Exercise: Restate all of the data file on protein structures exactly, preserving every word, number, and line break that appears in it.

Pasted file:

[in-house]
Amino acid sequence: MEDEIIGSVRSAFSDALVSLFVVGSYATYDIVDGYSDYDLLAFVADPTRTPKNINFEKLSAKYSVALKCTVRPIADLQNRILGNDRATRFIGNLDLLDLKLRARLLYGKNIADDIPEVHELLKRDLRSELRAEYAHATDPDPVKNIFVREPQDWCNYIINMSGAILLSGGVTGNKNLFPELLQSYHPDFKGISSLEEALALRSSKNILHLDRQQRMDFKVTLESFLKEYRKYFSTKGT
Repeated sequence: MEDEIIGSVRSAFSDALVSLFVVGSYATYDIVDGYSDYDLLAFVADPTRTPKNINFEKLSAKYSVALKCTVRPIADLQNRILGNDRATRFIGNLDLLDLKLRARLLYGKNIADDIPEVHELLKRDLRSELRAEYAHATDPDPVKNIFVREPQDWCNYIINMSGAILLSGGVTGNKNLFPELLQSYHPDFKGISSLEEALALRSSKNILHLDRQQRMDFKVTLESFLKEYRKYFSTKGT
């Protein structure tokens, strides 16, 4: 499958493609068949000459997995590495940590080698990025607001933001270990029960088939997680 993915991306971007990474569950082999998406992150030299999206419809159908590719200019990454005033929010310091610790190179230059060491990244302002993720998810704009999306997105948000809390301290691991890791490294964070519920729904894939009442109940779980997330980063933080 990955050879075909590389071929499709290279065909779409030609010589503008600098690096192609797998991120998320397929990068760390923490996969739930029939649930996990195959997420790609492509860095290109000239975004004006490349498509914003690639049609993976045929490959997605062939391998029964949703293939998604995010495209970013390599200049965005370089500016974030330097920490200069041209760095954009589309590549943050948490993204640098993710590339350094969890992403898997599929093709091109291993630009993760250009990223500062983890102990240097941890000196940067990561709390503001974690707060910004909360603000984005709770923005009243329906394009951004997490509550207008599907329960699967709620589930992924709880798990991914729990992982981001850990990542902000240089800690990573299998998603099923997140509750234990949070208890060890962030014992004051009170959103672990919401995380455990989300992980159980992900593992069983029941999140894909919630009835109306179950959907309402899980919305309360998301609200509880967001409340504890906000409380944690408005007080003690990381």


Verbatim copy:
[in-house]
Amino acid sequence: MEDEIIGSVRSAFSDALVSLFVVGSYATYDIVDGYSDYDLLAFVADPTRTPKNINFEKLSAKYSVALKCTVRPIADLQNRILGNDRATRFIGNLDLLDLKLRARLLYGKNIADDIPEVHELLKRDLRSELRAEYAHATDPDPVKNIFVREPQDWCNYIINMSGAILLSGGVTGNKNLFPELLQSYHPDFKGISSLEEALALRSSKNILHLDRQQRMDFKVTLESFLKEYRKYFSTKGT
Repeated sequence: MEDEIIGSVRSAFSDALVSLFVVGSYATYDIVDGYSDYDLLAFVADPTRTPKNINFEKLSAKYSVALKCTVRPIADLQNRILGNDRATRFIGNLDLLDLKLRARLLYGKNIADDIPEVHELLKRDLRSELRAEYAHATDPDPVKNIFVREPQDWCNYIINMSGAILLSGGVTGNKNLFPELLQSYHPDFKGISSLEEALALRSSKNILHLDRQQRMDFKVTLESFLKEYRKYFSTKGT
């Protein structure tokens, strides 16, 4: 499958493609068949000459997995590495940590080698990025607001933001270990029960088939997680 993915991306971007990474569950082999998406992150030299999206419809159908590719200019990454005033929010310091610790190179230059060491990244302002993720998810704009999306997105948000809390301290691991890791490294964070519920729904894939009442109940779980997330980063933080 990955050879075909590389071929499709290279065909779409030609010589503008600098690096192609797998991120998320397929990068760390923490996969739930029939649930996990195959997420790609492509860095290109000239975004004006490349498509914003690639049609993976045929490959997605062939391998029964949703293939998604995010495209970013390599200049965005370089500016974030330097920490200069041209760095954009589309590549943050948490993204640098993710590339350094969890992403898997599929093709091109291993630009993760250009990223500062983890102990240097941890000196940067990561709390503001974690707060910004909360603000984005709770923005009243329906394009951004997490509550207008599907329960699967709620589930992924709880798990991914729990992982981001850990990542902000240089800690990573299998998603099923997140509750234990949070208890060890962030014992004051009170959103672990919401995380455990989300992980159980992900593992069983029941999140894909919630009835109306179950959907309402899980919305309360998301609200509880967001409340504890906000409380944690408005007080003690990381």